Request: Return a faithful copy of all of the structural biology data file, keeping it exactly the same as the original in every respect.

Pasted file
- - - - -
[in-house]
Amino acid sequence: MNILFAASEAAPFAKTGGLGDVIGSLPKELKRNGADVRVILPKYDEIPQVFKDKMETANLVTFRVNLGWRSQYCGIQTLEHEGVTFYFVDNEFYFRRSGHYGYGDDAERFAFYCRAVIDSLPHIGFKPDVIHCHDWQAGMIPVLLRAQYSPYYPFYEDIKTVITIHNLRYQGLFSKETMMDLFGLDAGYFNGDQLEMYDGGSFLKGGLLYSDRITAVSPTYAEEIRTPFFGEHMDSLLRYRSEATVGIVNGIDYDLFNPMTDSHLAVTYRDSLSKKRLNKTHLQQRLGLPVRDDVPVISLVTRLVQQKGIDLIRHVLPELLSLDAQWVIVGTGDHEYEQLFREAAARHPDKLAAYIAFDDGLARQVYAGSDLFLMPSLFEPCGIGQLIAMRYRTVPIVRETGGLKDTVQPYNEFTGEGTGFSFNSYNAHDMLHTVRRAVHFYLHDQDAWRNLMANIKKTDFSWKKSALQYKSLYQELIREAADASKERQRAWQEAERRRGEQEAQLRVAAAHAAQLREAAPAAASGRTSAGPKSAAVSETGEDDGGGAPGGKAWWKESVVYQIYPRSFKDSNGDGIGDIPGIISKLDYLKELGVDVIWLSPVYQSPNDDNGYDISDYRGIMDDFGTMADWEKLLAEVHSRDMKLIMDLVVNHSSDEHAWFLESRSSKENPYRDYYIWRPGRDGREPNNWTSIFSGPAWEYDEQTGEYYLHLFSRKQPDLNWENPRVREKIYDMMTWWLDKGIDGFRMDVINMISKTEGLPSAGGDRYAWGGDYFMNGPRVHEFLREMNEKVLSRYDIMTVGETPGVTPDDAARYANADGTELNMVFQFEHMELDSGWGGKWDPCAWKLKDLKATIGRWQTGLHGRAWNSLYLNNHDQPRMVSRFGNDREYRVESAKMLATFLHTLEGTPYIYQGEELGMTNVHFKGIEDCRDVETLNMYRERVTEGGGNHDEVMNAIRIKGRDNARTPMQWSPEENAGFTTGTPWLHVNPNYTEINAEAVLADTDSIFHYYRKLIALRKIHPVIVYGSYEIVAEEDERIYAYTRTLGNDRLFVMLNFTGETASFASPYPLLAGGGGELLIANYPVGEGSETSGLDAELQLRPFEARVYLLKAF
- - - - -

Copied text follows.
[in-house]
Amino acid sequence: MNILFAASEAAPFAKTGGLGDVIGSLPKELKRNGADVRVILPKYDEIPQVFKDKMETANLVTFRVNLGWRSQYCGIQTLEHEGVTFYFVDNEFYFRRSGHYGYGDDAERFAFYCRAVIDSLPHIGFKPDVIHCHDWQAGMIPVLLRAQYSPYYPFYEDIKTVITIHNLRYQGLFSKETMMDLFGLDAGYFNGDQLEMYDGGSFLKGGLLYSDRITAVSPTYAEEIRTPFFGEHMDSLLRYRSEATVGIVNGIDYDLFNPMTDSHLAVTYRDSLSKKRLNKTHLQQRLGLPVRDDVPVISLVTRLVQQKGIDLIRHVLPELLSLDAQWVIVGTGDHEYEQLFREAAARHPDKLAAYIAFDDGLARQVYAGSDLFLMPSLFEPCGIGQLIAMRYRTVPIVRETGGLKDTVQPYNEFTGEGTGFSFNSYNAHDMLHTVRRAVHFYLHDQDAWRNLMANIKKTDFSWKKSALQYKSLYQELIREAADASKERQRAWQEAERRRGEQEAQLRVAAAHAAQLREAAPAAASGRTSAGPKSAAVSETGEDDGGGAPGGKAWWKESVVYQIYPRSFKDSNGDGIGDIPGIISKLDYLKELGVDVIWLSPVYQSPNDDNGYDISDYRGIMDDFGTMADWEKLLAEVHSRDMKLIMDLVVNHSSDEHAWFLESRSSKENPYRDYYIWRPGRDGREPNNWTSIFSGPAWEYDEQTGEYYLHLFSRKQPDLNWENPRVREKIYDMMTWWLDKGIDGFRMDVINMISKTEGLPSAGGDRYAWGGDYFMNGPRVHEFLREMNEKVLSRYDIMTVGETPGVTPDDAARYANADGTELNMVFQFEHMELDSGWGGKWDPCAWKLKDLKATIGRWQTGLHGRAWNSLYLNNHDQPRMVSRFGNDREYRVESAKMLATFLHTLEGTPYIYQGEELGMTNVHFKGIEDCRDVETLNMYRERVTEGGGNHDEVMNAIRIKGRDNARTPMQWSPEENAGFTTGTPWLHVNPNYTEINAEAVLADTDSIFHYYRKLIALRKIHPVIVYGSYEIVAEEDERIYAYTRTLGNDRLFVMLNFTGETASFASPYPLLAGGGGELLIANYPVGEGSETSGLDAELQLRPFEARVYLLKAF